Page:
Informal cross-border trade in Africa: How much? Why? And what impact?

IFPRI Discussion Paper

Book 1
Intl Food Policy Res Inst

Informal cross-border trade (ICBT) represents a prominent phenomenon in Africa. Several studies suggest that for certain products and countries, the value of informal trade may meet or even exceed the value of formal trade. This paper provides a review of existing efforts to measure informal trade. We list 18 initiatives aimed at measuring ICBT in Africa. The paper also summarizes discussions conducted with many stakeholders in Africa between December 2016 and May 2018 regarding the measurement, the determinants, and the implications of ICBT. The methodologies used to measure ICBT in Africa differ widely, but they do confirm that informal trade in Africa is both sizeable and volatile. Both evidence on the determinants of ICBT and discussions with stakeholders suggest that policies should aim to reduce the existing costs associated with formal trade and provide positive incentives for traders and producers to move into the formal economy in order to avoid the loss of economic potential stemming from informal trade.
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Additional Information

Publisher
Intl Food Policy Res Inst
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Published on
Dec 21, 2018
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Pages
56
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Language
English
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Genres
Political Science / Public Policy / Agriculture & Food Policy
Social Science / Agriculture & Food
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Content Protection
This content is DRM free.
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Eligible for Family Library

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 The sector-wide approach currently dominates as the strategy for developing the agricultural sector of many African countries. Although it is recognized that agricultural research plays a vital role in ensuring success of sectorwide agricultural development strategies, there has been little or no effort to explicitly link the research strategies of the National Agricultural Research System (NARS) in African countries to the research agenda that is articulated in sectorwide agricultural development strategies. This study fills that gap by analyzing the readiness of Malawi’s NARS to respond to the research needs of the national agricultural sector development strategy, namely the Agriculture Sector Wide Approach (ASWAp) program. Results of a social network analysis demonstrate that public agricultural research departments play a central coordinating role in facilitating information sharing, with other actors remaining on the periphery. However, that analysis also shows the important role other actors play in relaying information to a wider network of stakeholders. These secondary information pathways can play a crucial role in ensuring successful implementation of the national agricultural research agenda. Policymakers and managers of public research programs are called upon to integrate other research actors into the mainstream national agricultural research information network. This is vital as other research actors are, at the global level, increasingly taking up a greater role in financing and disseminating research and research results, and in enhancing the scaling up and out of new agricultural technologies.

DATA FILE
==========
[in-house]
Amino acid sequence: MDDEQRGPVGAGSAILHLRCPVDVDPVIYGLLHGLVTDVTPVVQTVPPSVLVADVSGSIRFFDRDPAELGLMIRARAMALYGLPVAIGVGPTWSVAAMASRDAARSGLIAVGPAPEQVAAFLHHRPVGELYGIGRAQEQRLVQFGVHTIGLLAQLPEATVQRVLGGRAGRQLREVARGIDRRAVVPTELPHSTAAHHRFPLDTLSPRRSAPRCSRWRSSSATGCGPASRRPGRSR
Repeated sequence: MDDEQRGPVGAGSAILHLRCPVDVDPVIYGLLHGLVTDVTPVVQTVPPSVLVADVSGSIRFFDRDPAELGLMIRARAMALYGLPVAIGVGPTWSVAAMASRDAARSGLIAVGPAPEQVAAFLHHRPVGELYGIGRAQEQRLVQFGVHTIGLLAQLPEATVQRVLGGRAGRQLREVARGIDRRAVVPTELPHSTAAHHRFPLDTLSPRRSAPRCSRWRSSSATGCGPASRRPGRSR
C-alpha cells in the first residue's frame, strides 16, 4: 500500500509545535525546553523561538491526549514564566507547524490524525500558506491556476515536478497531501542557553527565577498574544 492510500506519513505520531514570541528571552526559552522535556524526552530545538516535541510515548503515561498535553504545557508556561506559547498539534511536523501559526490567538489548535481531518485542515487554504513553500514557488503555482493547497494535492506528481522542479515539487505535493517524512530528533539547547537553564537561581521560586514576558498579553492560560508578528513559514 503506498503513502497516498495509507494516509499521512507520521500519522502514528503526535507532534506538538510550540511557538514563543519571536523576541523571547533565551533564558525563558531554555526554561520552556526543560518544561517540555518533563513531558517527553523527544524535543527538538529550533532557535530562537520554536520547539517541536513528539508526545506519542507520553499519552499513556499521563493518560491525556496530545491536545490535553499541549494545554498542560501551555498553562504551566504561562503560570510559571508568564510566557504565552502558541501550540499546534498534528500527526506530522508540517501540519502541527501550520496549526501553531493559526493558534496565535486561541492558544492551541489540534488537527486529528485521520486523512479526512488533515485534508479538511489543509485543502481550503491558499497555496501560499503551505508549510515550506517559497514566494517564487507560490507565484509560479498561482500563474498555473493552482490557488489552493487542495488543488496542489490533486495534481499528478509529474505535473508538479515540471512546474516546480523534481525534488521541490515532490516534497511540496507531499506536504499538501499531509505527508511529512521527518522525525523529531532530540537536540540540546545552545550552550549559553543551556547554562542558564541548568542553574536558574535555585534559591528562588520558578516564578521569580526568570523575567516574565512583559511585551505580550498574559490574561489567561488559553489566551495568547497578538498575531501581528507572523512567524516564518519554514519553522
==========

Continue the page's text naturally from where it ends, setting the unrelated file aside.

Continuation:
"This paper uses data from national household expenditure surveys to explore whether food insecurity is more severe in South Asia or Sub-Saharan Africa. It employs two indicators of the diet quantity dimension of food insecurity, or the inability to access sufficient food: the prevalence of food energy deficiency and the prevalence of severe food energy deficiency. It also employs two indicators of the diet quality dimension, indicating lack of access to nutritious food: the prevalence of low diet diversity and the percent of energy from staple foods. It finds the regions' food energy deficiency prevalences to be quite close (51 percent in South Asia, 57 percent in Sub-Saharan Africa). However, the prevalence of severe food energy deficiency, which is more life threatening, is higher in Sub-Saharan Africa (51 percent versus 35 percent in South Asia). From a diet quality standpoint, the regions appear to suffer from a comparable and high reliance on staple foods in the diet to the neglect of foods rich in protein and micronutrients, but that Sub-Saharan Africa may be doing worse, as reflected in less diverse diets. The results confirm that both regions suffer from deep food insecurity problems but point to Sub-Saharan Africa as the region with the more severe problem, particularly when it comes to the diet quantity dimension of food insecurity. In deciding which region should be given greater emphasis in the international allocation of scarce development resources, the fact that the numbers of people affected by food insecurity are higher in South Asia should be taken into consideration."IFPRI web site.